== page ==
Aspiring primary care doctors rejoice: NYU medical school's tuition gift is a debt relief

Eighty-six percent of us medical graduates are in debt. I envision that it will be years before many graduates, especially recent ones with increasingly higher levels of debt, will have sufficient funds or desire to contribute while still repaying medical school bills. As a result of this decision, I would expect an increase in voluntary donations from proud and appreciative graduates from medical schools not charging tuition.

Most medical students can already be behind $228,000 in lifetime earnings by the time of graduation compared to their former undergraduate classmates who entered the workforce right away. Furthermore, the debt accrued, the median of which is currently $150,000 for private school graduates, such as those from NYU, can come during or just before perhaps the most important time in life, when students may have other large expenditures such as having children, beginning a retirement portfolio or purchasing a first home.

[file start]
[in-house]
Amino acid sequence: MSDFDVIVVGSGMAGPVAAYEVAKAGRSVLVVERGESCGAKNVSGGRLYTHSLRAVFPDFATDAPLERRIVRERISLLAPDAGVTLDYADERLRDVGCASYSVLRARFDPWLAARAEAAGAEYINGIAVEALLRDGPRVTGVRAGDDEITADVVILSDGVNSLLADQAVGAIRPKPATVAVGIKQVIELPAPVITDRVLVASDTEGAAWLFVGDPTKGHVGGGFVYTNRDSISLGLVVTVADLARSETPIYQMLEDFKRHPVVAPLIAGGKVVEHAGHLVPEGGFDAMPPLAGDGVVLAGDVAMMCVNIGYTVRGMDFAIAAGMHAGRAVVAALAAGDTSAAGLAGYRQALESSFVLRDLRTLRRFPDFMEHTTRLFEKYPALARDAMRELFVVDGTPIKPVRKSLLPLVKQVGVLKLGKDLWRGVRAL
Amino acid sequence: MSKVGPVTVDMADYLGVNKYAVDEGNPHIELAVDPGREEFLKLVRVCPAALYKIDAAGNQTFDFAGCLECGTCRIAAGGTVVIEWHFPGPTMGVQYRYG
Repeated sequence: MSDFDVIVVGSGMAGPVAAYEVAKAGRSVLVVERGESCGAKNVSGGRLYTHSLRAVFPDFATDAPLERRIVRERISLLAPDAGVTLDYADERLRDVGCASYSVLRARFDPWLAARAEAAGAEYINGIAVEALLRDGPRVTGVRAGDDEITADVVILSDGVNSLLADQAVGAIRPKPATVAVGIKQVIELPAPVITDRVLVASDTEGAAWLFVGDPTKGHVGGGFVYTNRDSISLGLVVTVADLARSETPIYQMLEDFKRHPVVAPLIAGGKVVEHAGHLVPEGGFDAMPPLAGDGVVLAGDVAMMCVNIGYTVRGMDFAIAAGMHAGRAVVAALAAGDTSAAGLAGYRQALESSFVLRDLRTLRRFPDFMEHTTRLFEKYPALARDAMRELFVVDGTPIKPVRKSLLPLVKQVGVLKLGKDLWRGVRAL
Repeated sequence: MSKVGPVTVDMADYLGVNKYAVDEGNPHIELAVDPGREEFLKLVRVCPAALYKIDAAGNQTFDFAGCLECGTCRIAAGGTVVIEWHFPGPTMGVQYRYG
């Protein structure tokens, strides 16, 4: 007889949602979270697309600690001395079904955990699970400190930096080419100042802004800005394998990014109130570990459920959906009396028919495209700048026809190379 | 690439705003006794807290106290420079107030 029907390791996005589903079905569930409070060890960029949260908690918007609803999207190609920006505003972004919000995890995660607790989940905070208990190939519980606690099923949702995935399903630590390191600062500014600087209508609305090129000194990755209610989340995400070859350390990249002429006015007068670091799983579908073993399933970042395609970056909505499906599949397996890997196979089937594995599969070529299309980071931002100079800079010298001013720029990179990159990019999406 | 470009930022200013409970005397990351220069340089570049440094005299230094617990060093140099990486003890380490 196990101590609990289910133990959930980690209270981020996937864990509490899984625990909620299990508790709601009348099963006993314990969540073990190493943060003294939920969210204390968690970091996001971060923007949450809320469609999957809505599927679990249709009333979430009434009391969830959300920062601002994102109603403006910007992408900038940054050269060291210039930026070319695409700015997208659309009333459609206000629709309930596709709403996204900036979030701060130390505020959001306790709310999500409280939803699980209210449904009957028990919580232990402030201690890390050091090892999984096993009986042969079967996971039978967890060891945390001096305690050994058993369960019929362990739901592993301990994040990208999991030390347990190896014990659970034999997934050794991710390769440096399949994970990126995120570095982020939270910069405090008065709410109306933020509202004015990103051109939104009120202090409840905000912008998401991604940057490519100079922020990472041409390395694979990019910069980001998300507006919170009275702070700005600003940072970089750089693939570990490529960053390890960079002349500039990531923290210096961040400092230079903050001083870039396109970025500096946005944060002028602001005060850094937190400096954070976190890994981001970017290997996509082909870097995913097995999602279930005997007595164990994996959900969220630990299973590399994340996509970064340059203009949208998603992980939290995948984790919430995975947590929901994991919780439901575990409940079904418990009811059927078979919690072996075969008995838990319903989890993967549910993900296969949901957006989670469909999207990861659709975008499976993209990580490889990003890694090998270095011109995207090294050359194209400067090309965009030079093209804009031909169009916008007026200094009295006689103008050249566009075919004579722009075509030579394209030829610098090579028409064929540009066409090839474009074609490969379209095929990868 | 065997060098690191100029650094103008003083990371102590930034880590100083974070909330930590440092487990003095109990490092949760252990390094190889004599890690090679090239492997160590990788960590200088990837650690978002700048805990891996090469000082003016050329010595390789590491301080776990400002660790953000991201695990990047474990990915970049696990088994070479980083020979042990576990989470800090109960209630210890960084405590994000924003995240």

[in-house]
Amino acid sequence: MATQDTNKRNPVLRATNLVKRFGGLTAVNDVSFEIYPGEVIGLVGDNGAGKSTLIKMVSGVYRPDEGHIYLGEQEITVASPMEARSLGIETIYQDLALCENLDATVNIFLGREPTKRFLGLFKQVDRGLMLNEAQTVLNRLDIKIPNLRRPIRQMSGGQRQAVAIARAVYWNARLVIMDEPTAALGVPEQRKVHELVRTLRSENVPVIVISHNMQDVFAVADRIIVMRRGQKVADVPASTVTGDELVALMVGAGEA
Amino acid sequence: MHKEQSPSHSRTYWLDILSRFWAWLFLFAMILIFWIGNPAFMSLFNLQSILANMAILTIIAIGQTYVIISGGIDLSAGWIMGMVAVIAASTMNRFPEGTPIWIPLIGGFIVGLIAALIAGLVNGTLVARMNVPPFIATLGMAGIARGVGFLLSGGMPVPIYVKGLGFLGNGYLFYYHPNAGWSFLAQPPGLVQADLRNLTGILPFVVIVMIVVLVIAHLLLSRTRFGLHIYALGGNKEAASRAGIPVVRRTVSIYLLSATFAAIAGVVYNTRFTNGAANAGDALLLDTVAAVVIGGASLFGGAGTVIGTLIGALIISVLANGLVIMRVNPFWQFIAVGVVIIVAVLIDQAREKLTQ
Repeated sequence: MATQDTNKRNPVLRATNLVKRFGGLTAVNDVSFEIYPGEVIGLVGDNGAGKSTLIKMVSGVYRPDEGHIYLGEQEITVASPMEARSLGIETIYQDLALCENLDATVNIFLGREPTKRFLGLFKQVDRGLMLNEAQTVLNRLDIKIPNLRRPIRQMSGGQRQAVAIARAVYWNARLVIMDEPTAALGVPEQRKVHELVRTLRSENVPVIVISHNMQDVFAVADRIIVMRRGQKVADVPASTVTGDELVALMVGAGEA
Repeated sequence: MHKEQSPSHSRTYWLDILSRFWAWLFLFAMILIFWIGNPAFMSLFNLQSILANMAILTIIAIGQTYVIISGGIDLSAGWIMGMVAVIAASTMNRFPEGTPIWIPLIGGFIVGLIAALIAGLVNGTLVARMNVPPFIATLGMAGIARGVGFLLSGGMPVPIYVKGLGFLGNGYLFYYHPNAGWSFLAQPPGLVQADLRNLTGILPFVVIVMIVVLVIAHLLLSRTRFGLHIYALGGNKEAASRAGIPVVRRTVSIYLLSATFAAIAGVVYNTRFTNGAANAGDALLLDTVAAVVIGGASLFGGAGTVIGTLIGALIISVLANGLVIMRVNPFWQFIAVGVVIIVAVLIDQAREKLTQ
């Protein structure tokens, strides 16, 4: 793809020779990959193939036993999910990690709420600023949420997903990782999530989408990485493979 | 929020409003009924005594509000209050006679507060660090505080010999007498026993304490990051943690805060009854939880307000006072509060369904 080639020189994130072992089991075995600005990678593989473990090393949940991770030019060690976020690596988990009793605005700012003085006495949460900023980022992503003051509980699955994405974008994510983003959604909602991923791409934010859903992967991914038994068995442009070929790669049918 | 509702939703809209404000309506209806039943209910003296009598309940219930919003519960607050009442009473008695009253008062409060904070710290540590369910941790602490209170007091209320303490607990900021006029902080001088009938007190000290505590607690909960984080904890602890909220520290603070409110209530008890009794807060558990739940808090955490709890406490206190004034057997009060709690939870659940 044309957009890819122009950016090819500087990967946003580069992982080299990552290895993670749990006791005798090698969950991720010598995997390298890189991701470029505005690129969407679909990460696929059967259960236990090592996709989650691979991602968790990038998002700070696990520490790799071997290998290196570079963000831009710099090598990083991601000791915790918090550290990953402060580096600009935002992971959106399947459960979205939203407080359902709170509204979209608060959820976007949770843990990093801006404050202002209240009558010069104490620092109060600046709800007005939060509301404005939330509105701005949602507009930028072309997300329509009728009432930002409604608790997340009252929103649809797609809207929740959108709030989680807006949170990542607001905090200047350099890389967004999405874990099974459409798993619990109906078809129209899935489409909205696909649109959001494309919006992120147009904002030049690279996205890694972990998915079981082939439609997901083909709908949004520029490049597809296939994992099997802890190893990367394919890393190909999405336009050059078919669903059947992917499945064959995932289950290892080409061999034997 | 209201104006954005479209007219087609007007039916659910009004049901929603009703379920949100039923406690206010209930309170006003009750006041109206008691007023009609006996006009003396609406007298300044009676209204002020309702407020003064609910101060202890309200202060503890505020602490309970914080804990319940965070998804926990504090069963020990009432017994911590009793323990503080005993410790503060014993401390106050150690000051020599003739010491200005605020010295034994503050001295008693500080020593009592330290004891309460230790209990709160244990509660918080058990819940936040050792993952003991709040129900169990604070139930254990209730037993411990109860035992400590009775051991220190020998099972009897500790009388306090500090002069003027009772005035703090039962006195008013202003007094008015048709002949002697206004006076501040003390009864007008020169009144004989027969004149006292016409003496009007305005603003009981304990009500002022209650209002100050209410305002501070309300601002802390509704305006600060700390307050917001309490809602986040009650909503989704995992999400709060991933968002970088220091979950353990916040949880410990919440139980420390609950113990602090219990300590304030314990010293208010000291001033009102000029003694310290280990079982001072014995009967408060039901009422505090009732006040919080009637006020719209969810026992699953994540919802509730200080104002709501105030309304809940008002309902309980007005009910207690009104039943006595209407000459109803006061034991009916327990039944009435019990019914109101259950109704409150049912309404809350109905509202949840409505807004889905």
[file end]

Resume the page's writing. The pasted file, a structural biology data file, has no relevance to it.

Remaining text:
The relatively low salary of a resident physician, usually $50,000-60,000 per year, intensifies the problem of debt repayment as many loans begin accruing interest after grace periods that are usually shorter than the length of residency. These factors may lead to pushing other life matters into the future.

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